26. To order that a warrant be issued in the circumstances of this case will in my view be a breach of the rules of natural justice. It requires very strong evidence for the Court to issue warrants of discovery to a non-party where there is no direct evidence that the alleged offence was committed by a party to the proceedings. Whereas in the course of the trial it may well be proved that the alleged criminal offences are attributable to a party to these proceedings, it would be highly speculative and a matter of conjecture to make such a decision at this stage taking into account the fact that ordinarily, a Court order does not bind a non-party. See Ernest Orwa Mwai vs. Abdul Rashid & Another Civil Appeal No. 39 of 1995.
27. In Norwich Pharmaceutical Co & Ors vs. Commissioner of Customs and Excise (supra), the Lord Reid recognised that:
“The Chief occasion for its [discovery] being ordered was to assist a party in an existing litigation. But this was extended at an early date to assist a person who contemplated litigation against the person from whom discovery was sought, if for various reasons it was just and necessary that he should have discovery at that stage. Such discovery might disclose the identity of others who might be joined as defendants with the person from whom discovery was sought. Indeed in some cases it would seem the main object in seeking discovery was to find the identity of possible other defendants.........So discovery to find the identity of a wrongdoer is available against anyone whom the plaintiff has a cause of action in relation to the same wrong. It is not available against a person who has no other connection with the wrong than that he was a spectator or has some document relating to it in his possession”.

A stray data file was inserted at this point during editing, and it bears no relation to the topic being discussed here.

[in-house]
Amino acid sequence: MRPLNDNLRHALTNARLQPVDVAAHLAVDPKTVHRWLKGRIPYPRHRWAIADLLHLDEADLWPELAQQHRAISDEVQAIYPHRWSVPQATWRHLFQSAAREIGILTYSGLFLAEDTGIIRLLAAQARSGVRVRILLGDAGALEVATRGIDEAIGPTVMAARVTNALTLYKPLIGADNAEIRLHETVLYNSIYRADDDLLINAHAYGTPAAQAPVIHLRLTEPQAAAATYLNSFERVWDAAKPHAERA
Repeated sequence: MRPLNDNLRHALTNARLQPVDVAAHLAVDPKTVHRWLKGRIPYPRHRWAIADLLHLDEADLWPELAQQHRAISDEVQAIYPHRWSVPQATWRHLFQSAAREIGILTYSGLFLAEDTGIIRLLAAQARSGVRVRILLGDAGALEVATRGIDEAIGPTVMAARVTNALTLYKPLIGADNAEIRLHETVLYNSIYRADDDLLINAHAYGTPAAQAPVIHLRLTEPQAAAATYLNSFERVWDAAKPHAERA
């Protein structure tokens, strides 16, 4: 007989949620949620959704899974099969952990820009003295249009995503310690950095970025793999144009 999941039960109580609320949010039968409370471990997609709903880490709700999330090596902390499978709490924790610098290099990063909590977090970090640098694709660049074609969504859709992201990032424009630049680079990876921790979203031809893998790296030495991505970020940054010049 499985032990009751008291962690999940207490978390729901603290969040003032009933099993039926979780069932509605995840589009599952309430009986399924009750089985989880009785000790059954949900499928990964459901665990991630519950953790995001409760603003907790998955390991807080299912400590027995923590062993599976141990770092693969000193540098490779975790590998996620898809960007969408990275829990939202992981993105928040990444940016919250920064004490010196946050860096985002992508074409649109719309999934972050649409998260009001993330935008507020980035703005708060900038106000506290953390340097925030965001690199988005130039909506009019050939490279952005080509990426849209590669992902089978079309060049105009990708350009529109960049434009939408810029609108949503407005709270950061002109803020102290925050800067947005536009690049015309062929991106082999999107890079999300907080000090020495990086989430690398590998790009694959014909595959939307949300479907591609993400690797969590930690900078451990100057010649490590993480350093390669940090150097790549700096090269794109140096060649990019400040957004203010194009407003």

28. In that case however the court found that the respondents were in an intermediate position and that their conduct was entirely innocent being in execution of their statutory duty. That is not the position of the Bank herein whose position is to the contrary statutorily protected. It is also not alleged that the discovery sought is with a view to discovery of other respondents to the petition.